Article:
Warning: This article will reveal plot twists in the movie Hardcore Henry. The plot is so flimsy, however, that this may not be a very grievous transgression.
An experimental Russian film as released in theaters last weekend, and while the phrase “experimental Russian film” usually has my oblique-art-loving heart all aflutter (could it be a re-release of a Tarkovsky film? Could it, could it?), this time around, there was little reason to celebrate. The film was Ilya Naishuller’s Hardcore Henry, an all-action spectacular saddled with the gimmick of being filmed entirely from the protagonist’s POV; the entire film looked as if it was filmed from within Henry’s eyeballs. This was achieved by strapping GoPro cameras to the heads of stunt people and having them do some pretty spectacular (and spectacularly violent) things.
The visual precedent is, of course, lifted wholesale from a generation of video games. Hardcore Henry is, more or less, a first person shooter, complete with a mute protagonist and no sufficient reason for violence, only without the controller. The amount of dramatic depth to this film wouldn’t fill an Altoids tin, but you won’t notice so much, as your brain will be effectively pummeled and trammeled into a non-thinking stupor pretty early into the proceedings.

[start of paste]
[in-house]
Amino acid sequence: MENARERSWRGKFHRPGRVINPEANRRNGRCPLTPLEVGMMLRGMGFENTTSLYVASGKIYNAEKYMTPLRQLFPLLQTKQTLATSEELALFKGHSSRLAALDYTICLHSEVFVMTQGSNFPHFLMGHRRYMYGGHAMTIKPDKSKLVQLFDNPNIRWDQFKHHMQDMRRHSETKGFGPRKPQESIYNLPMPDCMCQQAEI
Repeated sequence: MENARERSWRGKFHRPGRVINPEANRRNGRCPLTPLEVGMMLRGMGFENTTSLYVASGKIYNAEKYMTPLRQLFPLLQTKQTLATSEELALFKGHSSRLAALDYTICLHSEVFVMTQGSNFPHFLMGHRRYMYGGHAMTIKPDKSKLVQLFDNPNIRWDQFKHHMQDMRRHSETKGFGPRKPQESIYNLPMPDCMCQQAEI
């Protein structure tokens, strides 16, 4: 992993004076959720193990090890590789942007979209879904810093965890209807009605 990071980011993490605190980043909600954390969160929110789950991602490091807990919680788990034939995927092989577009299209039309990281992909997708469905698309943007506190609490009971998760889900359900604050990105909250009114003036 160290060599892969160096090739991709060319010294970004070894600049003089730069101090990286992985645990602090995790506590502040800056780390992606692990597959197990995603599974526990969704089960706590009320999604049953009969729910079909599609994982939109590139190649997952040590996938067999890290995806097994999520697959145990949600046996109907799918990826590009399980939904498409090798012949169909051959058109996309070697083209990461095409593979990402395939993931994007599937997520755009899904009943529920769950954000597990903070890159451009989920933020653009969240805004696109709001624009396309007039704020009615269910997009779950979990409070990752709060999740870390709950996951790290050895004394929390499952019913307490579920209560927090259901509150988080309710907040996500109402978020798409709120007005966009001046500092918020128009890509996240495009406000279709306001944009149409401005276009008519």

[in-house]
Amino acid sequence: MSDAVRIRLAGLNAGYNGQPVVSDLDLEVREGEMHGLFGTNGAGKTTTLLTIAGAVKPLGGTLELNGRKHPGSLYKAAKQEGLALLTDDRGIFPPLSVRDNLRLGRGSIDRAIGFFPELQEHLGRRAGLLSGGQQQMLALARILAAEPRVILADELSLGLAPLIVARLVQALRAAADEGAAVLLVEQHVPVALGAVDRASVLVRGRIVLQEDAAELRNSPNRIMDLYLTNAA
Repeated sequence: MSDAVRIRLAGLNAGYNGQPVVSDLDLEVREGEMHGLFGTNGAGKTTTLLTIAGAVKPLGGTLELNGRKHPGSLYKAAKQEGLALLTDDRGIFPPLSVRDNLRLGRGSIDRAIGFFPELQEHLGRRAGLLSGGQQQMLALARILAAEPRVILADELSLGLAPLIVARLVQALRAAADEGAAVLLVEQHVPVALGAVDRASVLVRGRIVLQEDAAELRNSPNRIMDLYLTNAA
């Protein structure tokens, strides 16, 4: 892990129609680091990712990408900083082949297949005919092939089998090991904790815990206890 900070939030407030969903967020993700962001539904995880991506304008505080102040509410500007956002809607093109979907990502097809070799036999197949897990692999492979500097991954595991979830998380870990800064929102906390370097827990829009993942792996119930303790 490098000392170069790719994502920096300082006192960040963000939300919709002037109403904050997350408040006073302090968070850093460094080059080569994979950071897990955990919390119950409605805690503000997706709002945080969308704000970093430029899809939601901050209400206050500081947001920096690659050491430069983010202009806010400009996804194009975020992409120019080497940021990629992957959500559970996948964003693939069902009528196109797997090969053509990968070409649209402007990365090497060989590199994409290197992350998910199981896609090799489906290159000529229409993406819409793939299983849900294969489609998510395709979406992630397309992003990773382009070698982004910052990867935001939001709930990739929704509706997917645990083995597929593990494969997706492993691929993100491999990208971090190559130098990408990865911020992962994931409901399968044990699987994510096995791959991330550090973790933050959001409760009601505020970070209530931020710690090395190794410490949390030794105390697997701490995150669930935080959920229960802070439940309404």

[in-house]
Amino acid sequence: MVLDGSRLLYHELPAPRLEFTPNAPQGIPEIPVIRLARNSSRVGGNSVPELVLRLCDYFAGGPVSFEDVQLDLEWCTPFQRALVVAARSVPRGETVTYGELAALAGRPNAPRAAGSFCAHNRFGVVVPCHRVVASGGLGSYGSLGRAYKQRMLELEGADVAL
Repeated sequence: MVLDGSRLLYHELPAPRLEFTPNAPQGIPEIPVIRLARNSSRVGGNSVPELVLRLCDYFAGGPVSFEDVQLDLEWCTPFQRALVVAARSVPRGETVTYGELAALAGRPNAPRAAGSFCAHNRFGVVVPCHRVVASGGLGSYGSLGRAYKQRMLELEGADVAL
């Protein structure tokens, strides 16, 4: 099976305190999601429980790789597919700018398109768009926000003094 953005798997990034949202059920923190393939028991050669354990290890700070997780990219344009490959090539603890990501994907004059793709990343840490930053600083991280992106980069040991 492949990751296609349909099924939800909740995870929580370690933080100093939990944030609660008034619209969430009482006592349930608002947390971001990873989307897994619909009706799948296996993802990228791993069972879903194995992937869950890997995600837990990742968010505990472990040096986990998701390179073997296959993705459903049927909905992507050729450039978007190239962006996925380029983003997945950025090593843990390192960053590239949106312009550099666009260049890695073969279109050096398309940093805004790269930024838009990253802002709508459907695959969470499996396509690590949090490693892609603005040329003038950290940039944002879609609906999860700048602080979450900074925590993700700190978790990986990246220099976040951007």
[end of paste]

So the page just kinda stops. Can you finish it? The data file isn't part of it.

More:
The secondary gimmick to Hardcore Henry is that it’s insanely violent. The opening credits are an artful montage of knives being jabbed into necks in slow motion, fists knocking out teeth, and bullets ripping through people’s brains. There is a great deal of extreme violence and gore on display (someone gets their hand ripped in half lengthwise!), which will either repel or thrill you, depending on your disposition.
A tertiary gimmick, however, and perhaps the most distressing element of the film, is its unbearably casual misogyny. The meaningless violence can be handled by those with strong stomachs and a propensity toward blood. The hatred of women, however, may be less easy to stomach. Unless you are the film’s core audience, in which case, we have deeper problems to contend with.
Hardcore Henry, like many of the recent video games it is visually quoting, thinks very little of women. The bulk of the female characters we see are, naturally, prostitutes. And not only prostitutes, but hot-to-trot fantasy vixens who seem a little too eager to grope and fondle our hero. Henry stumbles into the middle of an orgy, and the women – all dressed in identical wigs, ensuring they are indistinguishable – immediately begin cooing over him and pawing at him. This is after Henry has been beaten into a bloody pulp. I’ve never understood the appeal of a hot woman groping at a bloodied mass of a man, but it must be doing something for someone; I’ve seen it in films too often to let it go unacknowledged.
But including fantasy hooker women as a gift for a macho hero is, perhaps sadly to say, par for the course with many action films. The hookers are but a twinge. Something to get the misogyny detector pinging. The real alarm will go off later.